A way in which Business Schools can prepare their students for the future, is by redesigning study programs, keeping up with industry trends and develop content that carries not only immediate relevance but also offers lifetime value. What is needed is an exploration of ways in which a curriculum could be redesigned to include management in a global context, leadership development, innovation, critical thinking, and experiential learning. A teaching methodology where the purpose is not just to communicate information but allows students select the right information, analyze, structure, and effectively put it into practise needs to be taught. Acquiring the knowledge is one thing, but learning how to use it and having the ability to transfer this knowledge is an important and valuable skill set.
     
    What did you do about that in HEM Business School, what pedagogical changes are you making?
     

    The mission of HEM Business School is to educate this generation destined to be future responsible leaders and provide them the right kind of “knowledge” and “how to act on it”, through the right educational approach, innovative research and a multidisciplinary team. Therefore, a school wide project of rethinking our pedagogical model was undertaken these last two years, which a sound proof that illustrates the sense of innovative state of mind at HEM BS with a willingness to take on different paths to be able to keep up with the new ways of student learning. Through the newly reconfigured HEM's “Grande Ecole Program”, we seek to meet the expectations of the business world, but also to the personal growth needs of our alumni, which are indispensable for any manager of today.

    In order to meet these objectives, the current “Grande Ecole Program” is now based on three complementary and inseparable dimensions: personal growth dimension, academic dimension and employability & entrepreneurship dimension. Each of these three dimensions seeks to achieve objectives based on precise content and differentiated but complementary tools. Beside that, four reinforcement axes have been implemented:

    1. All our “Grande Ecole Program” syllabuses have been reviewed and simplified. Therefore, only important matters have been left for students to able to retain only the essential and since they can find the information everywhere nowadays.

    2. We injected inside the class what we call “crystallization” sessions, a time to pause where the teacher makes sure everything is understood by students. He highlights the purpose of the class, the purpose or studied concepts, their foundations and their application methods. He makes students understand why they are there learning and what for.

    3. We indicated for each class the areas that might be necessary to extend or improve by students themselves. Therefore, they can develop their autonomy.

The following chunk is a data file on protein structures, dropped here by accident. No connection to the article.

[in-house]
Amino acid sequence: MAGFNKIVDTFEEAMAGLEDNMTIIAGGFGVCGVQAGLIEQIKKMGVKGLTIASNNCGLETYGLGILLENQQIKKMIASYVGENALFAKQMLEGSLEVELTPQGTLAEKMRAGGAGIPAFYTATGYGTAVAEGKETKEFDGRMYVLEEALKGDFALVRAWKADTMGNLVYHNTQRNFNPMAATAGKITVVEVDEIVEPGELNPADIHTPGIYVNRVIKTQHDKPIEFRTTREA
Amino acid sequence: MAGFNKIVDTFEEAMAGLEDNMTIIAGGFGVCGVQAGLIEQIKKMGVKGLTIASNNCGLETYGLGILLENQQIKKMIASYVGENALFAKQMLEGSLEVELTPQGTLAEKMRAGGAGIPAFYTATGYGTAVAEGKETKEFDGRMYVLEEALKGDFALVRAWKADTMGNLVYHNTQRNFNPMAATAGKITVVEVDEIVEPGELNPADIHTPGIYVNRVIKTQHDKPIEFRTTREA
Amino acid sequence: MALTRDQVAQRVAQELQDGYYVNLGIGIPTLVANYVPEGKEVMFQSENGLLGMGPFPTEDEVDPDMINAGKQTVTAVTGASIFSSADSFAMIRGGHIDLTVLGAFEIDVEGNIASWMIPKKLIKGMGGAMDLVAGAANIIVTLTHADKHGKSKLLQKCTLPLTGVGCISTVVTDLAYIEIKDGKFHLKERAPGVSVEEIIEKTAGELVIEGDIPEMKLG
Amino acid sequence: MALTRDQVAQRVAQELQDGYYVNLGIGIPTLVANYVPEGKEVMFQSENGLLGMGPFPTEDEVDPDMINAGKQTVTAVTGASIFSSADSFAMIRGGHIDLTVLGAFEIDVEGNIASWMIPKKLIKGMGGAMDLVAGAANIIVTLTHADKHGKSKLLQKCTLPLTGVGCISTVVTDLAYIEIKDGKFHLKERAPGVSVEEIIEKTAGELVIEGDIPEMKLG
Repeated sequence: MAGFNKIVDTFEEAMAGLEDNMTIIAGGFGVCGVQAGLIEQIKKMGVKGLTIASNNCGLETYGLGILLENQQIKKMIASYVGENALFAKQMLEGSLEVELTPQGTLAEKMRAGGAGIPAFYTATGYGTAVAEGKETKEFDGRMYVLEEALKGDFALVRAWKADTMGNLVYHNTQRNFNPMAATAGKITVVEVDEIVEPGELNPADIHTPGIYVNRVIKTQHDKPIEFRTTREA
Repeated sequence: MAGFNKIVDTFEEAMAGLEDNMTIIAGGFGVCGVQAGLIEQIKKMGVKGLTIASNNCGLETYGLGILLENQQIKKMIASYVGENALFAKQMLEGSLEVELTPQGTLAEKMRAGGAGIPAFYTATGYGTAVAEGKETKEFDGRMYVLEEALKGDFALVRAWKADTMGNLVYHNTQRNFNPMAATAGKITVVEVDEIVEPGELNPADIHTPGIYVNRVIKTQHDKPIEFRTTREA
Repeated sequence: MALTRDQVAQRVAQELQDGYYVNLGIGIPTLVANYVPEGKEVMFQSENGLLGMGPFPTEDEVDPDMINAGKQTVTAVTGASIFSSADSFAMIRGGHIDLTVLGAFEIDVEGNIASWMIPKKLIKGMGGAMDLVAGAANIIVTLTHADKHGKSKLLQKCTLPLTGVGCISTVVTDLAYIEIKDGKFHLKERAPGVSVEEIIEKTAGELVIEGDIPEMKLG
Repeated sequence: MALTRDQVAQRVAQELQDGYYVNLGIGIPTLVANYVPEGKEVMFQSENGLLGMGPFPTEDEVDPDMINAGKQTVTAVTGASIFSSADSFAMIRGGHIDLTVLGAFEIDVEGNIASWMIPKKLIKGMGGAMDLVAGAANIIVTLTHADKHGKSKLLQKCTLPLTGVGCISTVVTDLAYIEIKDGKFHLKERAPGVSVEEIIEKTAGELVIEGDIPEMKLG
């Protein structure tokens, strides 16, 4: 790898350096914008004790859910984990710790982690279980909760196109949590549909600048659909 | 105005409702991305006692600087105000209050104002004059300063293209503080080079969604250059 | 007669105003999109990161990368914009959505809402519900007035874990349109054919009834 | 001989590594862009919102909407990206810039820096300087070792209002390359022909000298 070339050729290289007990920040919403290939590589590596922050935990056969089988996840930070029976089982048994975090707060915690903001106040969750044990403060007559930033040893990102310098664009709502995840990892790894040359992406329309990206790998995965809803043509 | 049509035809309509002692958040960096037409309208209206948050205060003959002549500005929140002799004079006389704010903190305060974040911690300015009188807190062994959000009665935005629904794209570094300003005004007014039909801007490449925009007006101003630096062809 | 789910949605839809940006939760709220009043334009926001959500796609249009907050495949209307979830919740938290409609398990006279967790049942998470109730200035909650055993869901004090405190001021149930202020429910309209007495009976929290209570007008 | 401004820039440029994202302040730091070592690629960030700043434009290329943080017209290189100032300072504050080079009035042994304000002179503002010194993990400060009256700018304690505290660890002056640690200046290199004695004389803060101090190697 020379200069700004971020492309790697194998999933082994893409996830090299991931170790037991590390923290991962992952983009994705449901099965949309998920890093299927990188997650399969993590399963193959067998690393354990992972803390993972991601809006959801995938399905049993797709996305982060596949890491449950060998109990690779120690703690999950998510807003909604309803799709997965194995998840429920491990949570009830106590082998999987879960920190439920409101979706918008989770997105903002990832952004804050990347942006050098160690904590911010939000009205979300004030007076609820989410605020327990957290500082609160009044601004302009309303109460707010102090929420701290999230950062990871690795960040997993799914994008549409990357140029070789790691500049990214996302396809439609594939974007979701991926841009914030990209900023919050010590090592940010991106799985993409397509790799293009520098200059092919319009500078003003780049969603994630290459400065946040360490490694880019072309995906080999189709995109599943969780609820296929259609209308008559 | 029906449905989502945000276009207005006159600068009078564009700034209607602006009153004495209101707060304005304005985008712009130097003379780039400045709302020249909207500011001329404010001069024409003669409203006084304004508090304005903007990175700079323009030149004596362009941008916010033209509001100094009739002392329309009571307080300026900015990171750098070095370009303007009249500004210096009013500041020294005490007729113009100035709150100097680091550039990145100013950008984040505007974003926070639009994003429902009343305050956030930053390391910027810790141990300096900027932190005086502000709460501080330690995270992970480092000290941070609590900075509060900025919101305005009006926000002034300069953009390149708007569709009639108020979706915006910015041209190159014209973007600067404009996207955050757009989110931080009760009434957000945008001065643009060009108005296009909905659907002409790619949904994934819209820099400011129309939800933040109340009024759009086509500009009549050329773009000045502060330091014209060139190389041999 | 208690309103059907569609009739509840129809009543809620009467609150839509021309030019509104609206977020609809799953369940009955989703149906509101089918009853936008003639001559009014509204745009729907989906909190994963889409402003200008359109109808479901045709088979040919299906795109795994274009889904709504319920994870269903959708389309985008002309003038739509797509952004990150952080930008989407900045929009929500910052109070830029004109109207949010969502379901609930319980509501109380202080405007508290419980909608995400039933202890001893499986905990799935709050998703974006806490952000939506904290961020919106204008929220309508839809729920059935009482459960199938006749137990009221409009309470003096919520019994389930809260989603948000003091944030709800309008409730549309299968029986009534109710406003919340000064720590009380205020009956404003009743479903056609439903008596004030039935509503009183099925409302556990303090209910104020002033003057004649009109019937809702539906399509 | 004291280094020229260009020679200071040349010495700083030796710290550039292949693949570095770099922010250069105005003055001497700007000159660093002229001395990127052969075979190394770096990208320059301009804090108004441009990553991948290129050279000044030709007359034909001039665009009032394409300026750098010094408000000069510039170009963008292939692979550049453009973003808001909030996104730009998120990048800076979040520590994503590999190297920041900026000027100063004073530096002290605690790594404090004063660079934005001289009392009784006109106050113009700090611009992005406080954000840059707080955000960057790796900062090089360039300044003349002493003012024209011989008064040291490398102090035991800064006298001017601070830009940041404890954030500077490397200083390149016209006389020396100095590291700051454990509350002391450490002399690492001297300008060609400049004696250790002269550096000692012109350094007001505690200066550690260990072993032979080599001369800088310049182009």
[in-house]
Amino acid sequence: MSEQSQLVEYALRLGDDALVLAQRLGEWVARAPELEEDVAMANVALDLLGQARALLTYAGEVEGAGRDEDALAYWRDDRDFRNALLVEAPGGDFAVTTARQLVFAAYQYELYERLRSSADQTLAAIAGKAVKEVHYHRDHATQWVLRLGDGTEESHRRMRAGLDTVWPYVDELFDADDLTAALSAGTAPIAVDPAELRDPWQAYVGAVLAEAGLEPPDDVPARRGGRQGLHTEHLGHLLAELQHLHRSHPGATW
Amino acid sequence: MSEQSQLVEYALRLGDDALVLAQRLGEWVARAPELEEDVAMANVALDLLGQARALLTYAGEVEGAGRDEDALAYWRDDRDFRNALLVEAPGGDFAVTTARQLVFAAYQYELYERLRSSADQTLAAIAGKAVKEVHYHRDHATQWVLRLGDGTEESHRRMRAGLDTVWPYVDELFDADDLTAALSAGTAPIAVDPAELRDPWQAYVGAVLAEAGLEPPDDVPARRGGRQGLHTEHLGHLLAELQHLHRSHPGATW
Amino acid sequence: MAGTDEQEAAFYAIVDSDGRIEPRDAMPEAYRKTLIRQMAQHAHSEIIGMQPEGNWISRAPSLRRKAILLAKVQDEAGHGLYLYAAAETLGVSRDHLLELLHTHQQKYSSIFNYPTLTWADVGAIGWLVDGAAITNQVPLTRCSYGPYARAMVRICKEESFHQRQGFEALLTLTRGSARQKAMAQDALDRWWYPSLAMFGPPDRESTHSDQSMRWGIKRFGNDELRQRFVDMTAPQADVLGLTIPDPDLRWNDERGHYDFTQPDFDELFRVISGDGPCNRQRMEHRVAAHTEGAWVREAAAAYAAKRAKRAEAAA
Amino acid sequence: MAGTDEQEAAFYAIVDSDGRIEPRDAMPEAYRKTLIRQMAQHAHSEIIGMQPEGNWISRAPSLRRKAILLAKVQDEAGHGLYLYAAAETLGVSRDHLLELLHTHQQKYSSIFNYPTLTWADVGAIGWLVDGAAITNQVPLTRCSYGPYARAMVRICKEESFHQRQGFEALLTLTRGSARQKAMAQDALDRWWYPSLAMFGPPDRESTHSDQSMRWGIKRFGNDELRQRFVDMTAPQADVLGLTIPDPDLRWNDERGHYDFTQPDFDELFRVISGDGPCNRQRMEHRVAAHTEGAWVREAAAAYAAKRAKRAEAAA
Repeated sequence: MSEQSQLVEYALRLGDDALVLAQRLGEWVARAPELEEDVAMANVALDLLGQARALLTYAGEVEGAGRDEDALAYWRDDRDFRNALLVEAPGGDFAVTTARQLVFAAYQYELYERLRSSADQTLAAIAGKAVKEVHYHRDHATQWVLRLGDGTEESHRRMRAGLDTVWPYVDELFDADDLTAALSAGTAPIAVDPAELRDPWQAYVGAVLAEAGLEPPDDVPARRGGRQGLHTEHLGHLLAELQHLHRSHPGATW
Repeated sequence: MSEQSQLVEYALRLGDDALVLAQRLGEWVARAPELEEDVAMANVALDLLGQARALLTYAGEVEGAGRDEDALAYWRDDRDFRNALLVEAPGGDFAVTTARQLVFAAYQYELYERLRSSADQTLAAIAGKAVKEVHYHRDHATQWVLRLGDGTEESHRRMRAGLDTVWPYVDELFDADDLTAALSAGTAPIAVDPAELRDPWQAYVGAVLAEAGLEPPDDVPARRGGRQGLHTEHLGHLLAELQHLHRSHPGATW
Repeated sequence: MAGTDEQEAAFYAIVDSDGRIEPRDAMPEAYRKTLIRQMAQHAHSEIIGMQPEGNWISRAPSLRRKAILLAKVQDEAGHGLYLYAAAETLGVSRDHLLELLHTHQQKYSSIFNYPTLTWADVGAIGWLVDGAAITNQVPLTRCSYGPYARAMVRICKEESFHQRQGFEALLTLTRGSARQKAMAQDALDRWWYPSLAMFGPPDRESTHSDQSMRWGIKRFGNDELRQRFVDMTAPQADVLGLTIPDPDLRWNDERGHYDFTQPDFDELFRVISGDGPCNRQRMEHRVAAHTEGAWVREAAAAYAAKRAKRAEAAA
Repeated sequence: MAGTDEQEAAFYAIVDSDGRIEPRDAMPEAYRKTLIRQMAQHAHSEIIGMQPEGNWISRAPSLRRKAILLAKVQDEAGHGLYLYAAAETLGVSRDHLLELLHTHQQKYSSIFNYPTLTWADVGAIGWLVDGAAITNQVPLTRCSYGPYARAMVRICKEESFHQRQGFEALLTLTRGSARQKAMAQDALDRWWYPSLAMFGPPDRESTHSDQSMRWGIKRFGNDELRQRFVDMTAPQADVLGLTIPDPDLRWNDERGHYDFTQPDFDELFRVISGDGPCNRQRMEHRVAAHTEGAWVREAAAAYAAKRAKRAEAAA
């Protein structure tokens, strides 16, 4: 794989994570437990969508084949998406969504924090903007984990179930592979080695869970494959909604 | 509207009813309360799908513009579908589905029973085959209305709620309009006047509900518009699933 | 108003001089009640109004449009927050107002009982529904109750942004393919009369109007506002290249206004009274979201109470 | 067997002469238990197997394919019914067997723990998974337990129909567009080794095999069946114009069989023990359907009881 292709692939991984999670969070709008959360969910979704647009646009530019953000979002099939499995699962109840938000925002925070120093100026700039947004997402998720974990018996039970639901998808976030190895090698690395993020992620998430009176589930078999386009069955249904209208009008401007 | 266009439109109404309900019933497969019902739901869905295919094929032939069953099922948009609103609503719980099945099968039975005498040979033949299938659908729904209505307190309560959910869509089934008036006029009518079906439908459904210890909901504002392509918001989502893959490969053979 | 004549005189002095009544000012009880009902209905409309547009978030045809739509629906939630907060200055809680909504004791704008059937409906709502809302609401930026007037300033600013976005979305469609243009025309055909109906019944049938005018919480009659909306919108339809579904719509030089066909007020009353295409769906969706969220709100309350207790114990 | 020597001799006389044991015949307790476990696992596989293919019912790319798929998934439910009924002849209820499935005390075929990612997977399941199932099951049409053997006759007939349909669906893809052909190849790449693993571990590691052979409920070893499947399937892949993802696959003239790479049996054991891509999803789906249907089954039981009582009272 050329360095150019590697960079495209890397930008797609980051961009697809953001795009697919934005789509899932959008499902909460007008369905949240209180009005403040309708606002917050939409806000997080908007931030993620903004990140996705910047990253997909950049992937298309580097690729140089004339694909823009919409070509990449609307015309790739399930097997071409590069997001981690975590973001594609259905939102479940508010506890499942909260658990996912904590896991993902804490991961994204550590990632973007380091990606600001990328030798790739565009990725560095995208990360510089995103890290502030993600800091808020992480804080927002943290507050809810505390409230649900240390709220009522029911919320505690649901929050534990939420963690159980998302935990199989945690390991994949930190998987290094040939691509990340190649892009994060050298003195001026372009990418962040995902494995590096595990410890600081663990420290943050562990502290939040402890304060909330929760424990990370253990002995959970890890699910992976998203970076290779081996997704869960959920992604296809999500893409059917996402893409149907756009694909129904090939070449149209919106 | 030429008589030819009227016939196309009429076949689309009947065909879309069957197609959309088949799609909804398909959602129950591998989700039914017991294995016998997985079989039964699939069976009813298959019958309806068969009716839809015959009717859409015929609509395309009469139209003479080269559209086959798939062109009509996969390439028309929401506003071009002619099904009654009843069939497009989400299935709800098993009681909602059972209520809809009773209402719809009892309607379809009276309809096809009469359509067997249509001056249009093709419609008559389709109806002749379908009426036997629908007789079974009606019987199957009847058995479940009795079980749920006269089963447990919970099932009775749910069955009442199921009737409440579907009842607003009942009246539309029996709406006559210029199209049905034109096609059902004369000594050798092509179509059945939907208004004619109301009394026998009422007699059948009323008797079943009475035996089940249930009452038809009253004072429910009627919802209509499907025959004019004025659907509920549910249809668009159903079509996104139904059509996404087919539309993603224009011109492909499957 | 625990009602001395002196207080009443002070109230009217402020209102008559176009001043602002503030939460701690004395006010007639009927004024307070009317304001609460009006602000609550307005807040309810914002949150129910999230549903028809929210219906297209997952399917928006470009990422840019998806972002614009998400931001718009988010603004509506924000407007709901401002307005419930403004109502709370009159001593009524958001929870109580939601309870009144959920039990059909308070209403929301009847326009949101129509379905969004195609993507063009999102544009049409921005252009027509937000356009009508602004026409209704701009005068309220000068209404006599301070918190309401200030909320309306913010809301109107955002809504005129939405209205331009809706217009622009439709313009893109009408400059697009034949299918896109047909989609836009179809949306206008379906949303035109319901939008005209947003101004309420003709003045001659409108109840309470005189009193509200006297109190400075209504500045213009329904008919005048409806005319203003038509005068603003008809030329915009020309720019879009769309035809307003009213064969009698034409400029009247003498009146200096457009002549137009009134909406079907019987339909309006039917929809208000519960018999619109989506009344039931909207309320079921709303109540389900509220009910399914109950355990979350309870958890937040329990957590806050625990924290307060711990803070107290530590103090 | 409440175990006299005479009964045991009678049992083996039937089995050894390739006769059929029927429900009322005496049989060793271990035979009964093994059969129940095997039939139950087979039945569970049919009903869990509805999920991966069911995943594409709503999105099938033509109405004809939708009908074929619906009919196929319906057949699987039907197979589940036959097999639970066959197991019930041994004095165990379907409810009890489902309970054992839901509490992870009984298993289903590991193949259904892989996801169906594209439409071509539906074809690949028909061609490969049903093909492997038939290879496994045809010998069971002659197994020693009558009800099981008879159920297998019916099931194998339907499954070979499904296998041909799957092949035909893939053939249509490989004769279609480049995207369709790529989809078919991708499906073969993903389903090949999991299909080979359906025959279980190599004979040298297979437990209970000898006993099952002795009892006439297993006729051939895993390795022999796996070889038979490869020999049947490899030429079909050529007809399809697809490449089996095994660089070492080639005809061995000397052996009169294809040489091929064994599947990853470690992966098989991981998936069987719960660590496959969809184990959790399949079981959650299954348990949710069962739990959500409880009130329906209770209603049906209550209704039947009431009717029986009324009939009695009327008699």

4. And last but not least, we integrated some e-learning but not as a substitute of a class but as a complementary tool.

     

    HEM has also developed a unified approach, based on an essentially participatory and interactive method.

    Participative: we put the student in pedagogical situation of active participation. The training professor then plays the role of more of a facilitator and the go to person.

    Interactive: The pedagogical act is above all an act of communication in which the teacher transmits messages and collects feedback. Associated with his/her classmates, the student escapes the crushing face to face with the "professor"; He/she is inclined to express him/herself, to take initiatives. The spirit of cooperation and teamwork encourages exchanges both in knowledge and in the experience of social relations.

     

    In sum, HEM being essentially a state of mind rather than just a classic Business School, the success of its pedagogical model depends mainly on a triptych model involving (1) the students, (2) Faculty and (3) administrative staff aiming at same ultimate goal of successfully training future responsible and response-able leaders with a good sense of ethics.  It is based more on the development of skills and competencies rather than simply completing course syllabuses.

     

  • Students

    Andrey Kolyada

    Eurasian Management and Administration School - EMAS Business School

    Russia

    20-07-2017 01:35 PM

    What will future students require?

    In my opinion future students' demands will differ from what we have today. With the trends that are starting to emerge, the depth of knowledge and the efficiency of teaching are some key requirements future students will be expected. Bringing about changes to university business programs e.g. MBA programs are expected to shorten in length and be made available at a cheaper price in response to the growing number of professionals interested in pursuing a MBA qualification.